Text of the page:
United Gulf Developments Ltd. has unveiled plans for a $350 million, mixed-use project in Halifax, Nova Scotia, to be designed by Toronto-based architectsAlliance. It is currently negotiating with general contractors for the two 48-storey towers. Skye Halifax will include a hotel, condominiums and commercial space.
United Gulf Developments Ltd. has unveiled plans for a $350 million, mixed-use project in Halifax, Nova Scotia, designed to reflect the city’s sea-faring traditions and rich maritime history.
The two, 48-storey towers resemble a ship’s twin sails, “that push the seafarer toward the horizon,” says president Navid Saberi.
He said the unique architecture will enhance the city’s reputation as a city of contrasts — one that celebrates its past while embracing its future on the world stage.
Designed by Toronto-based architectsAlliance, the Skye Halifax will house condominiums that are “especially sensitive” to the needs and expectations of the burgeoning Echo Boomer market. Units will be designed to accommodate families, couples and individuals.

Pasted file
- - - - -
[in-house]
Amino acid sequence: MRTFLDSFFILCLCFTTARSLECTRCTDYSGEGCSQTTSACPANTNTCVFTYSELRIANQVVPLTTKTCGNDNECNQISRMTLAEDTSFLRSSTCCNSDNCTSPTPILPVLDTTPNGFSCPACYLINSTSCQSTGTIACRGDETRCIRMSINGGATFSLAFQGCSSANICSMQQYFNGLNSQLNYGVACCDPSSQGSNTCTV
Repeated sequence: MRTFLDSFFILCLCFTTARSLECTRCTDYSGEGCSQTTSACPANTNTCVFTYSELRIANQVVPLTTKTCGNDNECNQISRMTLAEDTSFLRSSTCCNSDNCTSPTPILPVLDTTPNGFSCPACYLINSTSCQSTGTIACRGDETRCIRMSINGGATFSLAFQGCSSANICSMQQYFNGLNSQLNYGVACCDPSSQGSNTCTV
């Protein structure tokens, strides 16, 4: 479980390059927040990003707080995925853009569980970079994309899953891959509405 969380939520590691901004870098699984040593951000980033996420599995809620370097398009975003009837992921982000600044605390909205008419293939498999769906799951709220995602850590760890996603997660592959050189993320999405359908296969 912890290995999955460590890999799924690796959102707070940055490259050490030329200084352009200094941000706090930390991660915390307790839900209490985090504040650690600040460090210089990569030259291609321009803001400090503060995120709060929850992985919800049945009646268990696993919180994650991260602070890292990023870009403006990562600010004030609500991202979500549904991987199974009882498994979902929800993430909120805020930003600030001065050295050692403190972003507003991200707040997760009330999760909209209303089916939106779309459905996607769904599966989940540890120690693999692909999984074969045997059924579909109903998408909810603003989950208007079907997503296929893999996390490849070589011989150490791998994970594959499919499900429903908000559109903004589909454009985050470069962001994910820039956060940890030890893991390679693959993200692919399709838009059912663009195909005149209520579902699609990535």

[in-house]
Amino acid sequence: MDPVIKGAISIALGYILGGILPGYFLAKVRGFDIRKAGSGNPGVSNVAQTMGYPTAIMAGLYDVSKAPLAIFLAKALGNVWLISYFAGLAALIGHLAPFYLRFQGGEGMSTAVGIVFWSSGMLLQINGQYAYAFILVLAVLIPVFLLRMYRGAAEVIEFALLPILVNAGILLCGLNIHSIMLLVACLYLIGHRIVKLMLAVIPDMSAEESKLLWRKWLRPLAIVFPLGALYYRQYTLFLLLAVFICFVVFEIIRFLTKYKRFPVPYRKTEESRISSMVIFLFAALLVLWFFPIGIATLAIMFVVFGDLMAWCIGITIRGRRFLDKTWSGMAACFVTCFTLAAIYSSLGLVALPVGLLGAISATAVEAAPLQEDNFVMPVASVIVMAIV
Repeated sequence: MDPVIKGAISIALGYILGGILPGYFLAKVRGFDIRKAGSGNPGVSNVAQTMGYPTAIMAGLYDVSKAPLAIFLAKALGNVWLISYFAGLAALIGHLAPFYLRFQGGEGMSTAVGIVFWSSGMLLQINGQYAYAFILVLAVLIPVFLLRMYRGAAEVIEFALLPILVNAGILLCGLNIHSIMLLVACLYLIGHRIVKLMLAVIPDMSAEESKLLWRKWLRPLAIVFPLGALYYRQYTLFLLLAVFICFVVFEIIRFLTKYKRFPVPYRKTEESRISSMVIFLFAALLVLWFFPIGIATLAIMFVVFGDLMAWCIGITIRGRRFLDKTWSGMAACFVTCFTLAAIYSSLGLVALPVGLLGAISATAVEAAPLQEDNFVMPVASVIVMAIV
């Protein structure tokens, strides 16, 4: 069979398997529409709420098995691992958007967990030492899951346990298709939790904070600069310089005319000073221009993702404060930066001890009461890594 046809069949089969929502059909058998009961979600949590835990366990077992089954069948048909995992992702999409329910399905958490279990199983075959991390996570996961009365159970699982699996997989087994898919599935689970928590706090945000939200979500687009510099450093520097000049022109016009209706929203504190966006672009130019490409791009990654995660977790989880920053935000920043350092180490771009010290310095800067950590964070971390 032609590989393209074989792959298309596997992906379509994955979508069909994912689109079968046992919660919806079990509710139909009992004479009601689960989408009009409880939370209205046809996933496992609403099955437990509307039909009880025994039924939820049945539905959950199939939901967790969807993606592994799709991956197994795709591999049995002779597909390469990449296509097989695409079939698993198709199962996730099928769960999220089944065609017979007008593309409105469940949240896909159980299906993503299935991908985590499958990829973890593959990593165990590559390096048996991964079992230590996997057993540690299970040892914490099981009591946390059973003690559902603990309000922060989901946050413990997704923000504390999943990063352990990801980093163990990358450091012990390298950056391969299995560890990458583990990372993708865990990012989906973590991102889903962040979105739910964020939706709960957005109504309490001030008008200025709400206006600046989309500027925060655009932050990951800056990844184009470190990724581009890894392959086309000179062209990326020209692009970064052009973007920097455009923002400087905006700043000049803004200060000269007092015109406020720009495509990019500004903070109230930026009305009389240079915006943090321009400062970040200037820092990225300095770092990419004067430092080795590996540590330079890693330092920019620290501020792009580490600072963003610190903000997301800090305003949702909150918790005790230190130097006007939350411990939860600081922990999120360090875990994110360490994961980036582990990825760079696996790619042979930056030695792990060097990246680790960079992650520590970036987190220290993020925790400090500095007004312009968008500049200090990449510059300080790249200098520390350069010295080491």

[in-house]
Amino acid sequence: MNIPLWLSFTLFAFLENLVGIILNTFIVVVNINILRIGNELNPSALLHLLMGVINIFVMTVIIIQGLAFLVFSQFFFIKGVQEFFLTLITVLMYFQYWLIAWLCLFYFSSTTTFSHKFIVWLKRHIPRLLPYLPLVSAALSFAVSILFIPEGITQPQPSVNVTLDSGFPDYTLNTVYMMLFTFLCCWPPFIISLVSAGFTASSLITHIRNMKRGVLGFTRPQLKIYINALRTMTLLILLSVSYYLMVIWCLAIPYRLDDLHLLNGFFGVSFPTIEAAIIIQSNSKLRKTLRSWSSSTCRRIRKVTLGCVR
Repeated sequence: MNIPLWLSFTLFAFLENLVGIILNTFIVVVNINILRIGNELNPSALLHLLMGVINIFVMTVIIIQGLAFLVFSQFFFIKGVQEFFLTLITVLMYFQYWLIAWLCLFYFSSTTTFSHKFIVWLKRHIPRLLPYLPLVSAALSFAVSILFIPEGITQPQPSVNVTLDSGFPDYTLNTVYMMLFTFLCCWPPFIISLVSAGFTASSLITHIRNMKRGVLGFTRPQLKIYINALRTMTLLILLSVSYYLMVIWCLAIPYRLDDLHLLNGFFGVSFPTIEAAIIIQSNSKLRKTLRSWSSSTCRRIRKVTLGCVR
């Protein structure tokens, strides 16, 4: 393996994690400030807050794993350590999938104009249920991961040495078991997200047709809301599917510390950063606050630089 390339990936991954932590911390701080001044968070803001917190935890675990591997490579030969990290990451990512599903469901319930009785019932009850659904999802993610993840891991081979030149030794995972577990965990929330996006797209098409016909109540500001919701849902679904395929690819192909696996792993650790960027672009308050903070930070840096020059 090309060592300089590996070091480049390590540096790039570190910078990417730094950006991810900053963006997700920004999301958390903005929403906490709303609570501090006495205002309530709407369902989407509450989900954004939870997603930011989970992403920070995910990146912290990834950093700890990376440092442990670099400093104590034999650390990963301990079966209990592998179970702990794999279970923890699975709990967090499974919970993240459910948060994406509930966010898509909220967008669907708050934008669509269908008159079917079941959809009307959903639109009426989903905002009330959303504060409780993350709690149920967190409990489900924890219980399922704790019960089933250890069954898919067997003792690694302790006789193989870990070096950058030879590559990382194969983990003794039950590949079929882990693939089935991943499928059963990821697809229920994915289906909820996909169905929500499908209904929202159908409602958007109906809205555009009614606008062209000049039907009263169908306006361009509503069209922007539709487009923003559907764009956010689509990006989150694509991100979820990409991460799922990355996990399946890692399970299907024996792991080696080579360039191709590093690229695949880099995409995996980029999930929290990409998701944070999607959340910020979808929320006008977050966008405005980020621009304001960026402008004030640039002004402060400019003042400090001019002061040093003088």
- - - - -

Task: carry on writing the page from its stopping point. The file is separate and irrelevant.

The development will include a boutique hotel at the podium level. Retail facilities and restaurants are also proposed. Some 350 to 400 below-grade parking spaces will be provided.
LEED certification will be sought.
Green features include geothermal heating and cooling, green roof terraces, grey-water systems, low-flow plumbing fixtures and elements and non-reflective glass.
Secured indoor and outdoor bicycle storage facilities will be provided. Shower stalls will be installed for the use of commercial and retail tenants who commute to the city by bike.
Patrick LeRoy, United Gulf’s vice-president of operations, said conceptual design has been completed.
Construction is scheduled to get underway before the end of next year.
United Gulf is currently negotiating with three general contractors to construct the project.
“We will employ a construction management team on site to make sure the project is delivered on time and within budget,” LeRoy said.
From a construction perspective, LeRoy said challenges could include recruiting some of the specialized workforce “that will be needed to build a project of this magnitude.
“The project design is well considered and we do not expect any major complications in this area.”
Halifax-based United Gulf has been in business since 1994.